For the oldest squatters in town, eviction is just not cricket

THEIR ROOMS have some of the best views in London. But the squatters of Oval Mansions, perhaps the biggest and most established squat in the capital, are now being shown the door.

The council issued eviction notices on the tenement-style building in June 1997. Some squatters accepted council accommodation, but others declined and are now involved in a legal wrangle with the building's owners, the London Borough of Lambeth. The remaining squatters claim that because they have lived there for more than 12 years, they have acquired tenants' rights.

Oval Mansions (eight blocks with 47 rooms), lies in the shadow of the gasworks by the Oval cricket ground in south London; the fourth floor has views over the cricket ground. It remains home to 100 people.

It was closed in 1979, not without good reason: there are wooden stairs, no fire escapes and none of the flats originally had showers or baths. There is a Dickensian gloom to the stairways and it is easy to stumble into pockets of subsidence. Faded gargoyles stare down from the tattered facade and the odd mattress pokes out of a window.

But the mansions are ripe for redevelopment. The prime location, next to the cricket ground and just 15 minutes' walk from the West End, has not gone unnoticed by Lambeth Council. It commands a potential sale price of up to pounds 2m to a developer with an eye for loft conversions.

"The council is perfectly within its rights to sell it but we want them to sell it to a housing association or to us," said Jane Jarvis, who has lived at the mansions for almost 10 years. "The community has been here such a long time it would be cruel to split it up."

Ms Jarvis, a part-time teacher, moved to the mansions in 1989. "I found it through a friend of my boyfriend at the time. It's all through word of mouth. I was pregnant and my boyfriend was a student. I didn't have anywhere to live and there was no likelihood of getting a council flat immediately."

The conventional view of squatters as "scroungers" could not be further from the truth, according to Ms Jarvis. "The public has the idea that squatters are the dregs of humanity. But squatters basically live in a place where no one else wants to live. We don't enter the flats with ladders or by candlelight. It isn't an easy option. People imagine you have a different lifestyle from them, but you don't," she said.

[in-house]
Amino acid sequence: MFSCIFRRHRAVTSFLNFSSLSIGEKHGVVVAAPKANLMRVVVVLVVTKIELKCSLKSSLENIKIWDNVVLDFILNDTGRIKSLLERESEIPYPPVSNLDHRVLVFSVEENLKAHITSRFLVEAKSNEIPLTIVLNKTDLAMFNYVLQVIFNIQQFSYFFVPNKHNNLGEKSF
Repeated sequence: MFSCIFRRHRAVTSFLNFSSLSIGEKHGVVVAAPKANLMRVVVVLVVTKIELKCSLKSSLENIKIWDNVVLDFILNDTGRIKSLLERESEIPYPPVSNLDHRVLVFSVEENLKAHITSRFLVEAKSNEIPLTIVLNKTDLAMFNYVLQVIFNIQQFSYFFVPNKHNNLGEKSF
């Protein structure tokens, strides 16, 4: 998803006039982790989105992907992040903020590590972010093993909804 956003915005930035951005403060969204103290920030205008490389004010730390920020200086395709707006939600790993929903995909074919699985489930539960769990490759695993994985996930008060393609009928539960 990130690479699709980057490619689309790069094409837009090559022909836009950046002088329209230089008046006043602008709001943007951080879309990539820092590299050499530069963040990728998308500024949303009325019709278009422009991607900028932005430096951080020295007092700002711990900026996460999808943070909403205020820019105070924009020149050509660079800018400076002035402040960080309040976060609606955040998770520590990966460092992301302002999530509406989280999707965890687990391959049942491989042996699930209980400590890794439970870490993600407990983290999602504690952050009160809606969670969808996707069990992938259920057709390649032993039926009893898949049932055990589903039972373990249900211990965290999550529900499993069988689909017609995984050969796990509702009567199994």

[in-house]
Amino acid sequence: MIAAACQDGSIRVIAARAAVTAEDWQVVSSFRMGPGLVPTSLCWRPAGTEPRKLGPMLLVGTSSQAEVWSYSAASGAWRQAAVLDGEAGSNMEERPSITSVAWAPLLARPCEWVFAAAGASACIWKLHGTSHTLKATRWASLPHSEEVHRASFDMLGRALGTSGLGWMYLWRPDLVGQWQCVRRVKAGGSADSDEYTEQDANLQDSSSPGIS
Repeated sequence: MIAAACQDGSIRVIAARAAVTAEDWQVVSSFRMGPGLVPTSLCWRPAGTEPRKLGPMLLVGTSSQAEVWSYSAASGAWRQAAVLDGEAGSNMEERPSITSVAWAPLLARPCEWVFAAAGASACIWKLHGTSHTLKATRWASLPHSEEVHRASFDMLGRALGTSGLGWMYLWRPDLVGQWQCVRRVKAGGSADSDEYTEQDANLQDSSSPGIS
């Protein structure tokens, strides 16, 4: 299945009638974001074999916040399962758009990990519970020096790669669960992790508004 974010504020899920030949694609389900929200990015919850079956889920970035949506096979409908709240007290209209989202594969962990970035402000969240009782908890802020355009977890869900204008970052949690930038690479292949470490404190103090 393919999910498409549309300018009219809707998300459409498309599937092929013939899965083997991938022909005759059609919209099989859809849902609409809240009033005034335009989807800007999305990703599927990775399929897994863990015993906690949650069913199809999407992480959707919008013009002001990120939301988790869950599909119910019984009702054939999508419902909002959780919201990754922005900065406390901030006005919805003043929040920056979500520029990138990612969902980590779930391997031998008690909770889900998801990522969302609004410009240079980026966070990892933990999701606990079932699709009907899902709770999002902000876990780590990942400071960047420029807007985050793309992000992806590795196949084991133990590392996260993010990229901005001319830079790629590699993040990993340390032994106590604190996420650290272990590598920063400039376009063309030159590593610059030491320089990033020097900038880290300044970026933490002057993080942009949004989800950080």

Built in the 1890s, the original occupants were either gas workers or nurses. It was almost unoccupied when the Greater London Council sold it to Lambeth in 1979.

After its closure, news of the mansions spread. It was particularly popular with immigrants from New Zealand and Australia. During the 1980s, as squatters came and went, the mansions were ignored by the council, seen for most of the decade as the original "loony left" authority.

But those days are over. Following a devastating report in 1995, which described the council as "an appalling financial and administrative mess", Heather Rabatts, the new chief executive, was given a free hand to balance the books. This has meant the council will no longer turn a blind eye to the Oval Mansions squatters.

Inside, many of the flats belie their external appearance. They are often spacious, with huge original fireplaces. Residents, who include artists and designers, have electricity and gas. At the back, a garden once tended by residents is now overgrown. "People have let things go a bit since the eviction notices came through. They felt they were pouring money down the drain," said Ms Jarvis.

John Burgess has lived at the flats for more than 12 years. "I didn't expect to be here that long. It has developed as a community," said Mr Burgess, who is unemployed. "People have put a lot of effort into giving the place a bit of colour in what was a bit of a dead part of London. Now I like it and I want to stay here."

Mr Burgess helped establish City Racing at the bottom of his flat, an art gallery built on a former betting shop. "If we were allowed to, we could develop this into a unique urban scene," he said.

Lambeth council says it wants the dispute to be resolved as amicably and as quickly as possible. "We have offered the squatters tenancies with a view to ending this dispute. Bearing in mind Lambeth council's extremely long waiting lists, we feel that this is a more than generous offer," said Donatus Anyamnwu, Lambeth's vice-chairman of housing.

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